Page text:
Sometimes research is not for the faint of heart.
Yesterday, I got a rejection letter on a piece I'd done with a former student. I sat on her doctoral committee (not her chair- just a member) , and this was one of her essays. It had already been rejected at a two top-tier journal, and a second-tier one. Now we send it to a lower-tier one. After all, better to have it published somewhere than nowhere.
Then I got a phone call from a second coauthor (another student who's committee I'd been on, but at another school). I'd spent the last couple of weeks putting a data set together for a project we'd discussed. Unfortunately, the initial analysis turned up a dry well - there wasn't anything remotely interesting.
So, since the approach seemed promising (although it didn't work out on this data set, we'll use it to examine another topic. We might as well use the approach that we developed, even if it didn't pan out for this data. If it turns up nothing the second time, we'll drop it.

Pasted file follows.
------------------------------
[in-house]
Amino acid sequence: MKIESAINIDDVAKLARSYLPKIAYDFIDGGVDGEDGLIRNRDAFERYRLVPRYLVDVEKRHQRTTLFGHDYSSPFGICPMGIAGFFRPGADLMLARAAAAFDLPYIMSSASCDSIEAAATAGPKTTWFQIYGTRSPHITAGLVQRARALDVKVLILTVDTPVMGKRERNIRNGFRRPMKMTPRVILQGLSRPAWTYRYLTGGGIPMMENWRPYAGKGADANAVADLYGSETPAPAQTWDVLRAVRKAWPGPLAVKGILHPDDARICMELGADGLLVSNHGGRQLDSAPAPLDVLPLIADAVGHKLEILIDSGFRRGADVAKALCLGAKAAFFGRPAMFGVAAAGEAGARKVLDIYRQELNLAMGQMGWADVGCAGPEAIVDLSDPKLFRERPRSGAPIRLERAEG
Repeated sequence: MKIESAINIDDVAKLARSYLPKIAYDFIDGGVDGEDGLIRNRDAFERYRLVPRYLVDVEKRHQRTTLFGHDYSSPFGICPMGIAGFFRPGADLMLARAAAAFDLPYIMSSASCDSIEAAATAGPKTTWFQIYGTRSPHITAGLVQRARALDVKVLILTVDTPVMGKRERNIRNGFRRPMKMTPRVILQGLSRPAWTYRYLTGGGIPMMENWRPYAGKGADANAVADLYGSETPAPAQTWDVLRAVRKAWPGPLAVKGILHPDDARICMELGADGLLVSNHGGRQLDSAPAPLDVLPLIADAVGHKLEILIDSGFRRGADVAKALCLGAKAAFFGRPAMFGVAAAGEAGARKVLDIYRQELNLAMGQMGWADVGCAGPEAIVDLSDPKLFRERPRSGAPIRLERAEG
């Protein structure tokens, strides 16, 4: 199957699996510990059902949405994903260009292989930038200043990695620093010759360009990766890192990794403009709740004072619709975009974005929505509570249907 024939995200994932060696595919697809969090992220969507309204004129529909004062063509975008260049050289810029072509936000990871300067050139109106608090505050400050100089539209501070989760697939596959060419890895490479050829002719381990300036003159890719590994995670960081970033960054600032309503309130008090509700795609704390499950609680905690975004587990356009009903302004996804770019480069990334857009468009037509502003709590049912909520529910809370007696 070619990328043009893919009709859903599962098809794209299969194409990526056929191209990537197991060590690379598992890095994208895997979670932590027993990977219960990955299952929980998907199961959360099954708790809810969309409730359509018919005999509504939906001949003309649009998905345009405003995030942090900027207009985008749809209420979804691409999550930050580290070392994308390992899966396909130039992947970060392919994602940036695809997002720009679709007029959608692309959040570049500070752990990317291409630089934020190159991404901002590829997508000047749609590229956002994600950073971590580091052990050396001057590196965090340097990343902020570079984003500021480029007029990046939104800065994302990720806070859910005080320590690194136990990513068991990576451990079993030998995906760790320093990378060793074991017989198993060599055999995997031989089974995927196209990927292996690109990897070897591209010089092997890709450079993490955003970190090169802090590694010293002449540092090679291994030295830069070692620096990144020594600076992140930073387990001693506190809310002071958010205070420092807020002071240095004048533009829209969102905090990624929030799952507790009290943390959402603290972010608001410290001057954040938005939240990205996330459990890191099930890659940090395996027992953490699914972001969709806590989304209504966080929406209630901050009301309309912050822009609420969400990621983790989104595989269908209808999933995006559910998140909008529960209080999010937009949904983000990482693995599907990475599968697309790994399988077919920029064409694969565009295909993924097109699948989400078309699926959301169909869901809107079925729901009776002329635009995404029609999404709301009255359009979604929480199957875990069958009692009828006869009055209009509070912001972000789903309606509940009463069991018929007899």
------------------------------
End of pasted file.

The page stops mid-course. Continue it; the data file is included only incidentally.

Meanwhile, I continue onward with another study with very good results where we've done pretty much all the empirical work. At this point, we're writing up the results (and the rest of the paper) to send to a conference with a deadline is in a couple of weeks.
That's the nature of research. After a while, if you have a number of projects going on simultaneously (and papers under review), you'll have some that turn out well and some that go up in smoke. The secret is to enjoy the successes and not get too upset about the rejections and dry wells and keep rolling.
The law of large numbers works pretty well in research - have a large enough number of things going on, and something will hit. And no one will care about your failures- only the ones that pan out.